PD2007: Stable Value QDIAs Draw Concerns

CHICAGO - The current lobbying battle to get stable value options listed as approved default investment options aside, Susan Walton thinks making the addition would be a very bad idea.

The reason, according to Walton, a Senior Consultant at Watson Wyatt Investment Consulting: The much chronicled tendency for participants to suffer from inertia in their retirement savings decisions might well keep them in the traditionally low-return asset class too long and leave them with a potentially inadequate nest egg.

“Once they’re there, they’re there,” Walton told a discussion panel at the recent PLANSPONSORPLAN DESIGNS conference in Chicago. “That’s staggering to us.”

Fellow panelist Joshua R. Cohen, a Senior Consultant at Russell Investment Group, agreed with Walton’s assessment. “I really hope stable value is not on par with the other (options),” Cohen said. “It’s really hard to make a case for stable value.”

insiders told another PLAN DESIGNS conference panel (see PD2007: CA Democrat Seen as Important Pension Player ) that lobbyists were putting intense pressure on both the Department of Labor (DoL) and the Office of Management and Budget to add a stable value default option to its proposed list of qualified default investment alternatives (QDIAs) (See DoL Releases Default Investment Option Safe Harbor ) .

The initially proposed approved default categories included:

  • lifecycle or targeted-retirement date funds,
  • balanced funds, and
  • managed accounts.

There can be little doubt about the popularity of the target-date default option: Joan L. Bozek, Managing Director, Merrill Lynch Global Wealth Management, said 75% of the firm's clients have opted to use them as a plan default.

In discussing the target-date fund option,panelists stressed that plan sponsors should think of their provider as giving them an asset allocation service. That means they should still give a target-date fund the same level of due diligence as they would any other service provider, the panelists asserted.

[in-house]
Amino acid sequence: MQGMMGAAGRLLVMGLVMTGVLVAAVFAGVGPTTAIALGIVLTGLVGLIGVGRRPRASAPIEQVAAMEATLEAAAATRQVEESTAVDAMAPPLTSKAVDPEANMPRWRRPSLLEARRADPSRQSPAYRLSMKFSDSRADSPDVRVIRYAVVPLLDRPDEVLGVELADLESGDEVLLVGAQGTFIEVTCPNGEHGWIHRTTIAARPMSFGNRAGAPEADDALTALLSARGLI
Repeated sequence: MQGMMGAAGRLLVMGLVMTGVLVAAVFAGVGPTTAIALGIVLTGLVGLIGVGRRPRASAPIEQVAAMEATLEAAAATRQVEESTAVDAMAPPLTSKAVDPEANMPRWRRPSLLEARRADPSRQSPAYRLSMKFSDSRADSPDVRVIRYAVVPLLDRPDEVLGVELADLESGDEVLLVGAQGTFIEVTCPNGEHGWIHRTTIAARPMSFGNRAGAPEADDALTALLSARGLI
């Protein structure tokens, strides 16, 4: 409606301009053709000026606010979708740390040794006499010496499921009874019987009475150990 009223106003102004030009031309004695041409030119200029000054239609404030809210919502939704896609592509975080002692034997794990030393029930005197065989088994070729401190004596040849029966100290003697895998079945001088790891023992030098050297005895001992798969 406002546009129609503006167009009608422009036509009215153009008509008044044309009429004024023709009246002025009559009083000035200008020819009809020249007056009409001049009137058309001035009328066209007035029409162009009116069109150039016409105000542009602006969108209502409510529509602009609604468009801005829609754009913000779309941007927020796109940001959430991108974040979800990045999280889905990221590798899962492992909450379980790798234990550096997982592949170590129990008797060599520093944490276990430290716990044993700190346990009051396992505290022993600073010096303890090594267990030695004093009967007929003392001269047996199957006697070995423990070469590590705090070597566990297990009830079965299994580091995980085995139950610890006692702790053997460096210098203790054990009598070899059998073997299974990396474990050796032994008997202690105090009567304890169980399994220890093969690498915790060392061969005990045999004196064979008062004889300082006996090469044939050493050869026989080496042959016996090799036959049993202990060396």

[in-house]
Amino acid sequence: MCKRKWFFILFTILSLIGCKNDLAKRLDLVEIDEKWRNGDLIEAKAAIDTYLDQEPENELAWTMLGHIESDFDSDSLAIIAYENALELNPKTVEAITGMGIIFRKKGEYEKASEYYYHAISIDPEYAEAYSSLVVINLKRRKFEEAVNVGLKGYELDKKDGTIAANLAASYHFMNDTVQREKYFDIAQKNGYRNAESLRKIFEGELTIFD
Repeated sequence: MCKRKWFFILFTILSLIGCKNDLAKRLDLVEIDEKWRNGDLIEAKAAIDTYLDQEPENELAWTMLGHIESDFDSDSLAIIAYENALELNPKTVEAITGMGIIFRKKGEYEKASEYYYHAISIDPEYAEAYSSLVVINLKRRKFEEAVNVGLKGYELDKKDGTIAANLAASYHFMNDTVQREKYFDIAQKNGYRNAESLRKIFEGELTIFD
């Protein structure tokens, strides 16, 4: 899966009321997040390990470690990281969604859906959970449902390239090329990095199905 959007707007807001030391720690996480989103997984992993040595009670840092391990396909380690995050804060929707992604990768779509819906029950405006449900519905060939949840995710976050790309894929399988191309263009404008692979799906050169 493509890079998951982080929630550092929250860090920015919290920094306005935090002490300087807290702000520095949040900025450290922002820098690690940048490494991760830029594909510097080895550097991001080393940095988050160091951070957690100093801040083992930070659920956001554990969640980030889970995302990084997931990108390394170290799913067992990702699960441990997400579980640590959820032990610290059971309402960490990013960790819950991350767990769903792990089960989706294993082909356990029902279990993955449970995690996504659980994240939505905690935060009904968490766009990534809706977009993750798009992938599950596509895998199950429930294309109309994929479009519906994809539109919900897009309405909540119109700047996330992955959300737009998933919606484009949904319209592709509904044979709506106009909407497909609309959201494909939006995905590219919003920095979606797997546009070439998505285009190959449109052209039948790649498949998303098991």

"You still have the same level of obligation to understand who you are having facilitate that service," Walton asserted. "You are responsible as a fiduciary for continuing to monitor it."

But, even if plan sponsors are trying to carry out their due diligence requirements, the panelists acknowledged the inherent difficulties in evaluating target date offerings because of the complexities of judging their underlying fund components.

In that vein, Peng Chen , president and chief investment officer at Ibbotson Associates, recommended plan sponsors focus on issues such as:

  • Who is making investment decisions for the fund?
  • What is the cost?
  • Who are the providers?

Moving Too Soon?

Adviser Jim O'Shaughnessy cautioned plan sponsors against moving too quickly if they make their default choices before the DoL releases its final approved list."I'd be hesitant as a plan sponsor to have something that was not listed as a QDIA by the DoL because that brings up all kinds of issues," said O'Shaughnessy, Managing Partner, Sheridan Road.

Premature choices might not be that big of a problem, however. The panel was agreed on one thing: many plans won't be making any moves until the DoL releases its final pronouncement. In fact, Bozek has seen many clients already sitting on their hands until the situation gets clarified - particularly if stable value gets added. Declared O' Shaughnessy: "This is a very fluid situation. I think there will be a lot of wait-and-see."